Oh, You're Still Not Over It?

A brief insight into why "getting over it" isn't as easy as you think.


This is so true. Thank you so much Glitter and Grief for this meme.


There seems to be a grey blurry line between when it's OK to grieve and when you're expected to "snap out of it".


I spent a long time covering up how I really felt because I felt so judged, people asking what had happened because I was seemingly doing so well. I wasn't, I was just good at putting on a brave face.



It is something that I found really difficult when my husband died - everyone was full of kindness and allowed me to cry, they recognised that my pain was because I was grieving.


There comes a time when that kindness fades into something that feels very judgemental, and a bit of an eye roll. A "here she goes again" sort of moment because I didn't want to go out for a meal because I'd last been to that place with my husband. "You need to move on" was a phrase I heard very early on, as early as 2 weeks after his death. I remember being told I needed to move on because I'd said I wasn't planning to put a Christmas tree up, because celebrating without him felt heartbreaking.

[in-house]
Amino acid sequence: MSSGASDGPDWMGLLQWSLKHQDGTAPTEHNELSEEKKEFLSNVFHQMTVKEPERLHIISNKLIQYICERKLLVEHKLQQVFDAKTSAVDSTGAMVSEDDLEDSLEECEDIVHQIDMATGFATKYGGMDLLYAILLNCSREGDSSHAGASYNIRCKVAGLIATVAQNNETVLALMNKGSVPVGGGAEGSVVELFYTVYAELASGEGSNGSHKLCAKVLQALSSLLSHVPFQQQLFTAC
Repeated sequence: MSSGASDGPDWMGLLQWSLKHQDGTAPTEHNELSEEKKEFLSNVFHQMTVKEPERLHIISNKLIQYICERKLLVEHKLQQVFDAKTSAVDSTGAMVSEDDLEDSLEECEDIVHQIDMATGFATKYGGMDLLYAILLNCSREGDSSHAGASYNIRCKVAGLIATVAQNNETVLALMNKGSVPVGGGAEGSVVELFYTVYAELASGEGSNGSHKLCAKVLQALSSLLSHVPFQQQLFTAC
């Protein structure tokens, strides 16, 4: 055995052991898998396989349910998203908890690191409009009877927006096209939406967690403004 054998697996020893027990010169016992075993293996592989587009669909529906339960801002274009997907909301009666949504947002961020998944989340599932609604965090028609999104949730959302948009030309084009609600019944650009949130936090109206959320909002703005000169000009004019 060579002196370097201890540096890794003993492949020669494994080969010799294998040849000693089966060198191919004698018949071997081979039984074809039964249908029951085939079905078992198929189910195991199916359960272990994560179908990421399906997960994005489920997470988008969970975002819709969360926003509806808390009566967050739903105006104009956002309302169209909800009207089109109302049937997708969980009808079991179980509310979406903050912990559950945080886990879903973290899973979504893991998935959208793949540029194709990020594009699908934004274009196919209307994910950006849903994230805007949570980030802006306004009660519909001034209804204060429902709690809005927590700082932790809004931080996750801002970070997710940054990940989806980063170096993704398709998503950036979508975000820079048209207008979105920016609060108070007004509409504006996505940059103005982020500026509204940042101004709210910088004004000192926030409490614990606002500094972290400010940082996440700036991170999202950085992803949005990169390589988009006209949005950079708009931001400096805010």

Move on you say? A million widows and widowers all over the world will shout a resounding no, as well as anyone who has felt a significant loss in their life too.


Grief has no timeframe. There is no stop watch to tell you when you need to stop, the timeframe is set by you. Take all the time you need, and never let anyone but YOU guide your journey. The path is yours, and yours alone to make.



Helping Others Understand


This. This wonderful TED talk gives a very succinct and candid view on how to approach grief.

"A grieving person is going to laugh again and smile again, they're going to move forward. But that doesn't mean that they've moved on'". Nora McInerny

Be there, be present, be kind, and listen.

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